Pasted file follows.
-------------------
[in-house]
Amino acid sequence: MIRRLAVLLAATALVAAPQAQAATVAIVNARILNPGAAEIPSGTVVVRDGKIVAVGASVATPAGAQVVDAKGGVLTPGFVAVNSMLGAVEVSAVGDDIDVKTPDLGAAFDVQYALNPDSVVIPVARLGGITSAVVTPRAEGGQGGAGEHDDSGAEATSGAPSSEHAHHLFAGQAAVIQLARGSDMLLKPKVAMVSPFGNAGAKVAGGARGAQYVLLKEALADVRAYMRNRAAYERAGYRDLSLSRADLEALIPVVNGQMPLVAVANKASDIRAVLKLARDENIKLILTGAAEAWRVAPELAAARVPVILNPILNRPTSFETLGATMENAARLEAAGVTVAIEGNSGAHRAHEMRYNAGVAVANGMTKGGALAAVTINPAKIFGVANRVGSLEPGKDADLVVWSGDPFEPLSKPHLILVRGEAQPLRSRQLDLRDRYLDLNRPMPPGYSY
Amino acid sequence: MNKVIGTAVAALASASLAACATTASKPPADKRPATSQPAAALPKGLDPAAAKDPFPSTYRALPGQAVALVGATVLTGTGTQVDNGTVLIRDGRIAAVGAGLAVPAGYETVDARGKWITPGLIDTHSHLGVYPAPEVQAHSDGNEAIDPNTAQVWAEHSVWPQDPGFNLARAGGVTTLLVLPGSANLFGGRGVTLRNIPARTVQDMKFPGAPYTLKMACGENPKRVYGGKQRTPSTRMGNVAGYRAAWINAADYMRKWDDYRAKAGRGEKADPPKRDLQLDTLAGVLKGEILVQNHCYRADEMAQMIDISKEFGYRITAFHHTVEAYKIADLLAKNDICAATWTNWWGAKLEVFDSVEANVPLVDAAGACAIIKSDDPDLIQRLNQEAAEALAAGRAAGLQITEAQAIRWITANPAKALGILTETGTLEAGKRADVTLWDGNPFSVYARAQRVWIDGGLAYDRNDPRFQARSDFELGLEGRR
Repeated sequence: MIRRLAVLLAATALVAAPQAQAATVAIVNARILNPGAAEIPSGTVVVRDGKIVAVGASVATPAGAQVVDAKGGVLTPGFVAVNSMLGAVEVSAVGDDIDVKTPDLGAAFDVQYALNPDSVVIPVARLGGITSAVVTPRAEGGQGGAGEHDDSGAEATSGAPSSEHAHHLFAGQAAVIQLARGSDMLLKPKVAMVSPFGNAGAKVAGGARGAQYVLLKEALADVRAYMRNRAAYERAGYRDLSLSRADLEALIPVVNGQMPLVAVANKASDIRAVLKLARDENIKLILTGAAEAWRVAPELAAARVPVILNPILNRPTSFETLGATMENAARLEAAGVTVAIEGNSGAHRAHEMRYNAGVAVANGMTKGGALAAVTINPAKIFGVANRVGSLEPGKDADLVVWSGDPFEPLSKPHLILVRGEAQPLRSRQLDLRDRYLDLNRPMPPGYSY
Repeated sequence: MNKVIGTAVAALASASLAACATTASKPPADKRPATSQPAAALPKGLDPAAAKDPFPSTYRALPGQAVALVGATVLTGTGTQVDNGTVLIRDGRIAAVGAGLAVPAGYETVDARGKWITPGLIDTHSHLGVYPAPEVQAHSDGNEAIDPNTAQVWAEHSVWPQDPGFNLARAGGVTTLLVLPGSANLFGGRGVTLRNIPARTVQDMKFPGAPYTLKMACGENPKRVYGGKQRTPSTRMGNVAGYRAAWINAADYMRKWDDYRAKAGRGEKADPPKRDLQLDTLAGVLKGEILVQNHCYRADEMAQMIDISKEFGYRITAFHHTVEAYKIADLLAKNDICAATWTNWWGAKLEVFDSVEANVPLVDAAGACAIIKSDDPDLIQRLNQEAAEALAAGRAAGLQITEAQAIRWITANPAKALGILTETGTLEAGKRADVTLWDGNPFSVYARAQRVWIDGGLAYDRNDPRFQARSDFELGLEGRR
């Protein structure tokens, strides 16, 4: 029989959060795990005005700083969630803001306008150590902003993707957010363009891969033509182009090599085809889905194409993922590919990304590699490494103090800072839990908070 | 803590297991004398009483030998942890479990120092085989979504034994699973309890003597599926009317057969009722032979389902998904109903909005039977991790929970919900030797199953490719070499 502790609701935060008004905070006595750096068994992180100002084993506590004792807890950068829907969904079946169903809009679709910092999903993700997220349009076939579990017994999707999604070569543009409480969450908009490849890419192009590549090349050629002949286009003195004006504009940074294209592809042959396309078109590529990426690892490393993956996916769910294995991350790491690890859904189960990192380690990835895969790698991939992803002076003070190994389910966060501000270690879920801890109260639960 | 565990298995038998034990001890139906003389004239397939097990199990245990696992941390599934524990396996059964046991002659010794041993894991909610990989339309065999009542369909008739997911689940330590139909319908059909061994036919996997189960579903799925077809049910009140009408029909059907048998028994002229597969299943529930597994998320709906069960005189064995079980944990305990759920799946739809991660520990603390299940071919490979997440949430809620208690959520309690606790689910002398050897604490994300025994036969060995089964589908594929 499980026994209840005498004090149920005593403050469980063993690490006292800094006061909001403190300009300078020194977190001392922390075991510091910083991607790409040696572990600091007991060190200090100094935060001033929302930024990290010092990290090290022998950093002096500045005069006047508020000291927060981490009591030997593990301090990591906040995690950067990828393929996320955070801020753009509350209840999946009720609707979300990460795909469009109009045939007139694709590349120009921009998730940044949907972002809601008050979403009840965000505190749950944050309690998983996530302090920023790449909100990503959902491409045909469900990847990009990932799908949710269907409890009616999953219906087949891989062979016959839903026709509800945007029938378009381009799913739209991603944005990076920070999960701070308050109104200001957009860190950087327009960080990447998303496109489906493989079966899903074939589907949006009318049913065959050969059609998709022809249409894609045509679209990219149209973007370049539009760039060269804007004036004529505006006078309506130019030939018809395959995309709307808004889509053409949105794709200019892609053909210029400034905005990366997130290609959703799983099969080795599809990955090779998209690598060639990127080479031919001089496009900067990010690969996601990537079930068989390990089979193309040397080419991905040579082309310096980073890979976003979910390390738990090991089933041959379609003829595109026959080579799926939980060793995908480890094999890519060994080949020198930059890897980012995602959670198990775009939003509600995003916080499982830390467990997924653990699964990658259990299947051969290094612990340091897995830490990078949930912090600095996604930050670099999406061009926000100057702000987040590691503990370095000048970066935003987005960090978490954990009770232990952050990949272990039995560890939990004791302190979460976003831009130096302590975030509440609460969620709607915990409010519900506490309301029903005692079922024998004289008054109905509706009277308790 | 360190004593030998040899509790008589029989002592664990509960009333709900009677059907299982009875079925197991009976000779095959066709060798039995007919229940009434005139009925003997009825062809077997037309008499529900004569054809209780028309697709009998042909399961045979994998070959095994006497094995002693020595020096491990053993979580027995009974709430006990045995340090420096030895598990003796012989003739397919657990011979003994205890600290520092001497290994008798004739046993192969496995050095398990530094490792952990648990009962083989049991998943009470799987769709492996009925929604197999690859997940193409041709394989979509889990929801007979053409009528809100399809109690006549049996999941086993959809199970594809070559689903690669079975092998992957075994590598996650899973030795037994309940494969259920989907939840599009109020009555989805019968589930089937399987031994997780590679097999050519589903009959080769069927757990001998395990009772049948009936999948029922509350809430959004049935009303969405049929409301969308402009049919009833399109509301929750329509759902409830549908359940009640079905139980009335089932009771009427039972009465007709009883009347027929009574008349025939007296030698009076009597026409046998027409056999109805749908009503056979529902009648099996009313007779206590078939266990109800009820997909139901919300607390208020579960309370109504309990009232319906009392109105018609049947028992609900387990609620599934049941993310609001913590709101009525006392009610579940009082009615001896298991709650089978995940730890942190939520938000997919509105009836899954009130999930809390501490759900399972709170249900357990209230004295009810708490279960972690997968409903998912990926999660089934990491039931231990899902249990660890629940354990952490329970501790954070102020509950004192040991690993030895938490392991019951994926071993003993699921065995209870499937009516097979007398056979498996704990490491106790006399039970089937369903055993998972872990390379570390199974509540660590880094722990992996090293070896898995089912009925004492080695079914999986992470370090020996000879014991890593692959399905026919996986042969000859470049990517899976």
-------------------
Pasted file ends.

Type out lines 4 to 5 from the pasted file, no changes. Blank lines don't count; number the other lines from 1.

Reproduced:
Repeated sequence: MIRRLAVLLAATALVAAPQAQAATVAIVNARILNPGAAEIPSGTVVVRDGKIVAVGASVATPAGAQVVDAKGGVLTPGFVAVNSMLGAVEVSAVGDDIDVKTPDLGAAFDVQYALNPDSVVIPVARLGGITSAVVTPRAEGGQGGAGEHDDSGAEATSGAPSSEHAHHLFAGQAAVIQLARGSDMLLKPKVAMVSPFGNAGAKVAGGARGAQYVLLKEALADVRAYMRNRAAYERAGYRDLSLSRADLEALIPVVNGQMPLVAVANKASDIRAVLKLARDENIKLILTGAAEAWRVAPELAAARVPVILNPILNRPTSFETLGATMENAARLEAAGVTVAIEGNSGAHRAHEMRYNAGVAVANGMTKGGALAAVTINPAKIFGVANRVGSLEPGKDADLVVWSGDPFEPLSKPHLILVRGEAQPLRSRQLDLRDRYLDLNRPMPPGYSY
Repeated sequence: MNKVIGTAVAALASASLAACATTASKPPADKRPATSQPAAALPKGLDPAAAKDPFPSTYRALPGQAVALVGATVLTGTGTQVDNGTVLIRDGRIAAVGAGLAVPAGYETVDARGKWITPGLIDTHSHLGVYPAPEVQAHSDGNEAIDPNTAQVWAEHSVWPQDPGFNLARAGGVTTLLVLPGSANLFGGRGVTLRNIPARTVQDMKFPGAPYTLKMACGENPKRVYGGKQRTPSTRMGNVAGYRAAWINAADYMRKWDDYRAKAGRGEKADPPKRDLQLDTLAGVLKGEILVQNHCYRADEMAQMIDISKEFGYRITAFHHTVEAYKIADLLAKNDICAATWTNWWGAKLEVFDSVEANVPLVDAAGACAIIKSDDPDLIQRLNQEAAEALAAGRAAGLQITEAQAIRWITANPAKALGILTETGTLEAGKRADVTLWDGNPFSVYARAQRVWIDGGLAYDRNDPRFQARSDFELGLEGRR